Holly Hedge Animal Sanctuary
Welcome to the Holly Hedge Animal Sanctuary Page! Here you can browse and purchase the items that they need this month. Give Today then make sure your donation is delivered directly to their door.
Give Today. Help Tomorrow.
Donate exactly what is needed.
Holly Hedge Animal Sanctuary was first registered as a charity in 1982 and was known as ‘Animal Concern’. It was run by Pauline Leeson (our founder) who worked from her own home with the support of foster carers – her aim has always been to provide a safe haven for cats and dogs (and sometimes other small furries) until loving, permanent and responsible new owners can be found; and this continues to be the purpose of the Charity today.
The items listed here are those currently needed by Holly Hedge Animal Sanctuary. When you purchase a donation through this store, your exact purchased item is sent directly to Holly Hedge. They can then distribute or use the donated items as required, making a real, tangible difference to someone’s life. It also means that they don’t have to spend money donations on items, and can instead use it for those things only money can buy.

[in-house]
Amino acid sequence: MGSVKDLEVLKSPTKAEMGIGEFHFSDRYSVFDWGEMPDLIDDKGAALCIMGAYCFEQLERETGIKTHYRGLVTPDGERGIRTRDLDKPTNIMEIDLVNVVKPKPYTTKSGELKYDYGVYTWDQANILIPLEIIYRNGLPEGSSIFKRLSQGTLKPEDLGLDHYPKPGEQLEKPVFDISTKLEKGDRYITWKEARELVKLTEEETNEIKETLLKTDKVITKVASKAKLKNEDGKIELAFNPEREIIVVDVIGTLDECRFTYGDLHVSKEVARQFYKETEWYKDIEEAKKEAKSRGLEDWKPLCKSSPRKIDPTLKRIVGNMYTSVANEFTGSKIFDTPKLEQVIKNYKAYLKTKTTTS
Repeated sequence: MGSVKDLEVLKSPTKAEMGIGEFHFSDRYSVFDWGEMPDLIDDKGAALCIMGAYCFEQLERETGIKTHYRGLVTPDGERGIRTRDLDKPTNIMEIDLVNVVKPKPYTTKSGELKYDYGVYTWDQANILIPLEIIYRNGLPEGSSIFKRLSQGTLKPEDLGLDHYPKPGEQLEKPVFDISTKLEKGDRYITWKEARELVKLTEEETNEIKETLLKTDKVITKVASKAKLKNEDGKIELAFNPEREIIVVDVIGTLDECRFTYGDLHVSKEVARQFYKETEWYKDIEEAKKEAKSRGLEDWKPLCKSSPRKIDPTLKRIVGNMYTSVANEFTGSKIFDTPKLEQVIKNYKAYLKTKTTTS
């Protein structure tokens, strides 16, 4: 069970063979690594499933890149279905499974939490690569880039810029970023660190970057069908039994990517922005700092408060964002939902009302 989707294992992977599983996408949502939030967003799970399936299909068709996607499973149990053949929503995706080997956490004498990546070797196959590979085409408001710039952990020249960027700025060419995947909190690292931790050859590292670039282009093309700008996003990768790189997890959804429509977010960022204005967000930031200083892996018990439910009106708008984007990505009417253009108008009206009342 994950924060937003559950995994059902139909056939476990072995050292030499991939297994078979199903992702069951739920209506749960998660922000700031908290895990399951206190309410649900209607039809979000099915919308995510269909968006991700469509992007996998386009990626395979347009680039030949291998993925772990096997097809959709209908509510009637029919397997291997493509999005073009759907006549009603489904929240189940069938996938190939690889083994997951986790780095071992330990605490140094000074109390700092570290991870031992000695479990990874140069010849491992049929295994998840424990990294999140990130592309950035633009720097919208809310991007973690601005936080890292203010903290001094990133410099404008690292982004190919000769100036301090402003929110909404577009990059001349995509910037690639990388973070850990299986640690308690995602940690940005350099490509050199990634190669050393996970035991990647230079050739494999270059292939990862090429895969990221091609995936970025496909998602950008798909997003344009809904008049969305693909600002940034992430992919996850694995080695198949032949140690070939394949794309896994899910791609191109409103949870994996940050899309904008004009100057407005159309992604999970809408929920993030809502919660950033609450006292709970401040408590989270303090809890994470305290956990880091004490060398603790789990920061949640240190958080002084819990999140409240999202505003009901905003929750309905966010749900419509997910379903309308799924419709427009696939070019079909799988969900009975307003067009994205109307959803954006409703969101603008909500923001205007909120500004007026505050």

There is no minimum order size, and all items include free delivery.
Holly Hedge don’t pay for their donation shop, and Give Today use just £0.50 of the item prices below to cover transaction costs and price fluctuations from suppliers. Give Today don’t profit from the sale of any items on the website.
Holly Hedge Animal Sanctuary at work:
Holly Hedge Animal Sanctuary is a local independent charity that rescues and rehomes unwanted, abandoned and often mistreated cats and dogs. We receive no funding from the government and rely on the generosity and goodwill of our supporters to keep our kennel and cattery doors open. We rescue and rehome around 800 animals each year, finding loving and responsible new homes for each and every one of them. It costs approximately £650,000 every year to run – that’s over £1,780 each and every single day. No animal is put to sleep unless we are advised that it is in their best interest to do so by a veterinary surgeon, this decision is never taken lightly.